Contemporary Wales
Contemporary Wales

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Contemporary Wales

1.1.2 Work

The ebbs and flows of Welsh rugby can be seen as reflecting the state of the Welsh economy. Rugby arrived with the rapid industrialisation and immigration that took place in south Wales in the second half of the nineteenth century. The rules and controlled competitiveness of rugby were consonant with the needs and interests of industrial society: rugby was seen as an improving sort of activity and an alternative to the beer hall and gin palace, a way of protecting members of the working class from the excesses of their own culture (Smith and Williams, 1980). Welsh rugby enjoyed its first golden era around the first decade of the twentieth century, the time of the peak of the economy of south Wales. It declined dramatically in the inter-war years, when Wales lost about half a million of its population. Many rugby teams dissolved in the economic depression of the 1930s and many players, including almost the entire Pontypool pack, went to work for rugby league clubs in the north of England (Morgan, 1980, p. 230). The second golden era for Welsh rugby, the 1970s, coincided with the modernisation of the Welsh economy and the arrival of newer industries. Players around this time were teachers (especially in the London Welsh team), business executives, finance advisers, industrial consultants, sports shop owners and sales representatives (Smith and Williams, 1980). No longer miners or steelworkers themselves, many, including Barry John and Gareth Edwards, were the sons of miners. It is commonly said that the decline of Welsh rugby in the 1980s was because it had lost its roots, lying as these did in an economy characterised by heavy manual work. With heavy industry in decline, more traditional notions of masculinity held less sway.

As well as drawing on and reflecting transformations in the economy, rugby is itself an area of work. Although an ostensibly amateur game until 1995, from before the dawn of the twentieth century it was characterised by forms of shamateurism [Tip: hold Ctrl and click a link to open it in a new tab. (Hide tip)] starting before 1897 when the legendary Arthur J. Gould, controversially, was bought a detached house in Newport. After that the game was supported by ‘boot money’ and other forms of shamateurism to keep players involved and to discourage their defection to English rugby league clubs, after playing for which players became ineligible to play amateur rugby in or for Wales. With a blind eye apparently turned by the Inland Revenue, for 100 years cash ‘from the car park’ and sinecures (paid jobs which involve little work) in the public and private sectors supported the players.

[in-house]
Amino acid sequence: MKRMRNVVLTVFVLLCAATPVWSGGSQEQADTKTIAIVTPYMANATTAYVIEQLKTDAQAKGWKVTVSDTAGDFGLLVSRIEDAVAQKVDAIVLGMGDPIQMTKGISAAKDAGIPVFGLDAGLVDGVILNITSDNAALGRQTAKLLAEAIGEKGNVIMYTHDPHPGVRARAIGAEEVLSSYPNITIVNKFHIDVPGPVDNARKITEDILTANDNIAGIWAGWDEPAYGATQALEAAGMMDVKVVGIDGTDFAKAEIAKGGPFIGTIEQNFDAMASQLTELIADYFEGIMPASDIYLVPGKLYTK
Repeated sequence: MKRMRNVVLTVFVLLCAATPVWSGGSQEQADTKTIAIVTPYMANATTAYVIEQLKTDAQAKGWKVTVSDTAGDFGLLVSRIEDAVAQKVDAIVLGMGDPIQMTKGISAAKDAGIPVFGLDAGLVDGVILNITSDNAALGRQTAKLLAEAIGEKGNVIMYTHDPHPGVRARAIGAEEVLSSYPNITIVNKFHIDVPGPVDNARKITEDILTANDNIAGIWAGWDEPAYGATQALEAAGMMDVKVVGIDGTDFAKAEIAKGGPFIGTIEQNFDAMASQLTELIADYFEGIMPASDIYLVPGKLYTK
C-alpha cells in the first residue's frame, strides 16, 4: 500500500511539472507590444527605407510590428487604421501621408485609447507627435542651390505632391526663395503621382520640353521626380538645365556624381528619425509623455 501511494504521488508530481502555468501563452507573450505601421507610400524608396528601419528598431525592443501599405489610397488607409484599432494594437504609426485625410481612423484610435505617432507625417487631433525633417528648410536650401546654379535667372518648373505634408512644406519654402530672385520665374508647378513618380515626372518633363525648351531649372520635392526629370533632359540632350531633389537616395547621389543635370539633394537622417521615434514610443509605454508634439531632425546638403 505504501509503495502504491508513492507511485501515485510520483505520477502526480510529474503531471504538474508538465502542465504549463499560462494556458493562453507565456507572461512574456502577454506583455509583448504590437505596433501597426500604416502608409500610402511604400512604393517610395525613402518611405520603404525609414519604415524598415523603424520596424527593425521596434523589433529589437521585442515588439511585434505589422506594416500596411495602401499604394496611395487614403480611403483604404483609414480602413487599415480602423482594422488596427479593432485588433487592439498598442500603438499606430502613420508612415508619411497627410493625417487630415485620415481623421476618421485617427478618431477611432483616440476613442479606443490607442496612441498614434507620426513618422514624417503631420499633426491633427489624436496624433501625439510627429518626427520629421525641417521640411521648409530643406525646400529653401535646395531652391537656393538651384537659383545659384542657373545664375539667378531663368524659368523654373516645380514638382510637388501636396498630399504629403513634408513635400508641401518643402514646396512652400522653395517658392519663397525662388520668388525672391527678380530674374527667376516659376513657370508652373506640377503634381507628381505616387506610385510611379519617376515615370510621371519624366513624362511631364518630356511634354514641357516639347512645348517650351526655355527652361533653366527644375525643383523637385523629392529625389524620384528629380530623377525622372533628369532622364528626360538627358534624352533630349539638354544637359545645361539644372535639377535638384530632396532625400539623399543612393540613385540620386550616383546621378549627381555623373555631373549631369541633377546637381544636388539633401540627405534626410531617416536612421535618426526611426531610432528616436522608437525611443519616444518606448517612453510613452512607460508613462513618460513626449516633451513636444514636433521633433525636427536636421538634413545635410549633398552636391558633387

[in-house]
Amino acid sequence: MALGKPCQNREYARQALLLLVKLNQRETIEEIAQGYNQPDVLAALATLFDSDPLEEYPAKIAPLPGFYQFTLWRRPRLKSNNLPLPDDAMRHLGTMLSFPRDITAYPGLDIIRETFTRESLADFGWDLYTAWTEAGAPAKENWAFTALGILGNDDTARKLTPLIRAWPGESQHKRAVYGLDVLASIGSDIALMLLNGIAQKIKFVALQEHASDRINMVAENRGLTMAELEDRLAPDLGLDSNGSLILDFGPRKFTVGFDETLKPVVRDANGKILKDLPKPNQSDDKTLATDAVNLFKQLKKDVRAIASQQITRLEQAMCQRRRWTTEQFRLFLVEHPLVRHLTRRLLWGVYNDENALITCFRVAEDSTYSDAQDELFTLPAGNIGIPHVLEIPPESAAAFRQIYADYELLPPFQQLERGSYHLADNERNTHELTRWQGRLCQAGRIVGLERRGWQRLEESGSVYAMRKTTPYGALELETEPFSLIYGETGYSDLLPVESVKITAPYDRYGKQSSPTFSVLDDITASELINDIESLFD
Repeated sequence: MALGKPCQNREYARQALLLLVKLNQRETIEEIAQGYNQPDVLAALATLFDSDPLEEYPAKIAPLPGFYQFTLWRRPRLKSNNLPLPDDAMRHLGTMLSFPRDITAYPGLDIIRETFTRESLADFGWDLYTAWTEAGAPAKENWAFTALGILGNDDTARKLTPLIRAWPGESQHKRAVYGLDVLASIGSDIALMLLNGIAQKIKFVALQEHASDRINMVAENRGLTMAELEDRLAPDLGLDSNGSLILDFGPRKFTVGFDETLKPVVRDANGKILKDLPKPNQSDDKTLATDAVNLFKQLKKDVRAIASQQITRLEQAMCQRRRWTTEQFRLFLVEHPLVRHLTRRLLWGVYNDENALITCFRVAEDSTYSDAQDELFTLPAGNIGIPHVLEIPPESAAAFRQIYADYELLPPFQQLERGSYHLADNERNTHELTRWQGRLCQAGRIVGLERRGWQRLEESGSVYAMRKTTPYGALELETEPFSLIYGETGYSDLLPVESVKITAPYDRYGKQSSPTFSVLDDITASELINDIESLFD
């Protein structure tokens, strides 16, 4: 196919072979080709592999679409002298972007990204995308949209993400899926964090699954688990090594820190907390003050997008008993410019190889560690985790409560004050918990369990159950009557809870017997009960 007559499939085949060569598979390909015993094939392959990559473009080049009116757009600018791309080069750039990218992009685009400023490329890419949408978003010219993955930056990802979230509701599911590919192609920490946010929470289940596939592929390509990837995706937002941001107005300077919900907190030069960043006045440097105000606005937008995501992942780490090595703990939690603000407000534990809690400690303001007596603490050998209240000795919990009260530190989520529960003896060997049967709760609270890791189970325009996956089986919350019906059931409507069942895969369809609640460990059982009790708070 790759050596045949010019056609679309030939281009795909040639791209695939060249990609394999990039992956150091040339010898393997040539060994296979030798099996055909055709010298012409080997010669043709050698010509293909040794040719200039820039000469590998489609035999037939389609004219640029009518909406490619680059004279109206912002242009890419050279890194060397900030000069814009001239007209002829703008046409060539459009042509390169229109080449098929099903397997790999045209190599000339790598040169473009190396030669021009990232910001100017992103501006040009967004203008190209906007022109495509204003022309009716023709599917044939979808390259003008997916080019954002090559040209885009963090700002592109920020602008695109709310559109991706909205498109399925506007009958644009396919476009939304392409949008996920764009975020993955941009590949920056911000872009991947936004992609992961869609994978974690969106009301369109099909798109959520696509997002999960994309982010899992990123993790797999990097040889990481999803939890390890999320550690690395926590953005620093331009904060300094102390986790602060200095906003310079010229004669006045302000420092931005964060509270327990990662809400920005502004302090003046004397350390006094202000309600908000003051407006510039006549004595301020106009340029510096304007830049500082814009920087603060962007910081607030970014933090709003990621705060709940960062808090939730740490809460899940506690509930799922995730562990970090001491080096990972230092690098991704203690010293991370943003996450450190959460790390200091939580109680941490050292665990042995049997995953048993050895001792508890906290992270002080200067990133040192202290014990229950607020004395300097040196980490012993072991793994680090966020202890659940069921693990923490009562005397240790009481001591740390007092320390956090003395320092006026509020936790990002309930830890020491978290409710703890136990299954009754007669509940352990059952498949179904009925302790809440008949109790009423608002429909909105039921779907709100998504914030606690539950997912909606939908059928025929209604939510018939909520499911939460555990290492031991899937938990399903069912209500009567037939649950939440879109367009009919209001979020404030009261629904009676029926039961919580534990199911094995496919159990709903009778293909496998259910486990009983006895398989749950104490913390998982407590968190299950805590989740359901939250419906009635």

This was accompanied by the growing commercialisation of the game, drawing in more money. This involved the increase in merchandising (magazines, memorabilia, media coverage) and sponsorship (as brands sought to associate themselves with the game and the faces), culminating in professionalisation in 1995. Shane Williams describes his amazement (though it is commonplace) at being offered a Toyota convertible sports car, to be updated every six months (Williams and Parfitt, 2008). Professionalism and commercialisation alter some of the meanings of the game and also the lifestyle of its players.

A part of this transformation is that rugby has become work for the stars, not simply something undertaken for local or national pride. Clearly, the pride in representing Wales remains absolutely central, but the rewards and lifestyle that are associated with the game at this level have changed beyond recognition. Shane Williams, for example, refers to owning plots of land and ten properties (Williams and Parfitt, 2008). The work, of course, is rather different from what it was: it is gruelling, six days a week during the season, with an enhanced focus on fitness and nutrition, and negotiated agreements about the number of matches a player plays per season and having a block of time off in the summer. Discipline is tight and players are expected by their employers to present themselves in particular ways and to speak in public and to the press. So professionalisation has changed not only the organisation of the game and the remuneration of the players, but also the experience of the job of player, which is both more disciplined and no longer confined to behaviour on the pitch.

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